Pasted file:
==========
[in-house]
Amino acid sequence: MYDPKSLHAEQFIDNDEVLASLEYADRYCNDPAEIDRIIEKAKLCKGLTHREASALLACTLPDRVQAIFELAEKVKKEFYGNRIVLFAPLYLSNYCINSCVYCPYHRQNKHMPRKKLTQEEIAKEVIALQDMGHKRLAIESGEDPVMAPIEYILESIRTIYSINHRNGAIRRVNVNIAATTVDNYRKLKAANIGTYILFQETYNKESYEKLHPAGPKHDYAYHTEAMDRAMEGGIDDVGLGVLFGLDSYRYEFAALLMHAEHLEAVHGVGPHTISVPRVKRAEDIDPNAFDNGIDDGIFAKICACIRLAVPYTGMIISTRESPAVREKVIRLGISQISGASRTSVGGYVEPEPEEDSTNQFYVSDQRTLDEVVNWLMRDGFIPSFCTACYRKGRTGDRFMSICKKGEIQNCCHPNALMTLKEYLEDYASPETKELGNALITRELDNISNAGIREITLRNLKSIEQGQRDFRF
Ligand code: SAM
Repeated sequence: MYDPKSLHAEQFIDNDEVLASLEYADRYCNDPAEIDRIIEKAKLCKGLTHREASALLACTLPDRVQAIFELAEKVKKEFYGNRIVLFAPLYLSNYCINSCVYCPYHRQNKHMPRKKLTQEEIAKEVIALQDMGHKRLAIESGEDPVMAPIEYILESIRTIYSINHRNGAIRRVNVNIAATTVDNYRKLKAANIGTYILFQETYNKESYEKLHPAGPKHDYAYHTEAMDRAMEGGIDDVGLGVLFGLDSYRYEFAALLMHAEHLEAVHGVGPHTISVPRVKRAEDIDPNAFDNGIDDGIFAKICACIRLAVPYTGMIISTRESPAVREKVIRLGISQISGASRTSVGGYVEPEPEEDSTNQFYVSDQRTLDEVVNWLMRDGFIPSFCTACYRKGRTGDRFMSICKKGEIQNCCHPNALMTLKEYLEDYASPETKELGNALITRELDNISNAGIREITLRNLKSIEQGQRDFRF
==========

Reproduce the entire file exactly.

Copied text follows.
[in-house]
Amino acid sequence: MYDPKSLHAEQFIDNDEVLASLEYADRYCNDPAEIDRIIEKAKLCKGLTHREASALLACTLPDRVQAIFELAEKVKKEFYGNRIVLFAPLYLSNYCINSCVYCPYHRQNKHMPRKKLTQEEIAKEVIALQDMGHKRLAIESGEDPVMAPIEYILESIRTIYSINHRNGAIRRVNVNIAATTVDNYRKLKAANIGTYILFQETYNKESYEKLHPAGPKHDYAYHTEAMDRAMEGGIDDVGLGVLFGLDSYRYEFAALLMHAEHLEAVHGVGPHTISVPRVKRAEDIDPNAFDNGIDDGIFAKICACIRLAVPYTGMIISTRESPAVREKVIRLGISQISGASRTSVGGYVEPEPEEDSTNQFYVSDQRTLDEVVNWLMRDGFIPSFCTACYRKGRTGDRFMSICKKGEIQNCCHPNALMTLKEYLEDYASPETKELGNALITRELDNISNAGIREITLRNLKSIEQGQRDFRF
Ligand code: SAM
Repeated sequence: MYDPKSLHAEQFIDNDEVLASLEYADRYCNDPAEIDRIIEKAKLCKGLTHREASALLACTLPDRVQAIFELAEKVKKEFYGNRIVLFAPLYLSNYCINSCVYCPYHRQNKHMPRKKLTQEEIAKEVIALQDMGHKRLAIESGEDPVMAPIEYILESIRTIYSINHRNGAIRRVNVNIAATTVDNYRKLKAANIGTYILFQETYNKESYEKLHPAGPKHDYAYHTEAMDRAMEGGIDDVGLGVLFGLDSYRYEFAALLMHAEHLEAVHGVGPHTISVPRVKRAEDIDPNAFDNGIDDGIFAKICACIRLAVPYTGMIISTRESPAVREKVIRLGISQISGASRTSVGGYVEPEPEEDSTNQFYVSDQRTLDEVVNWLMRDGFIPSFCTACYRKGRTGDRFMSICKKGEIQNCCHPNALMTLKEYLEDYASPETKELGNALITRELDNISNAGIREITLRNLKSIEQGQRDFRF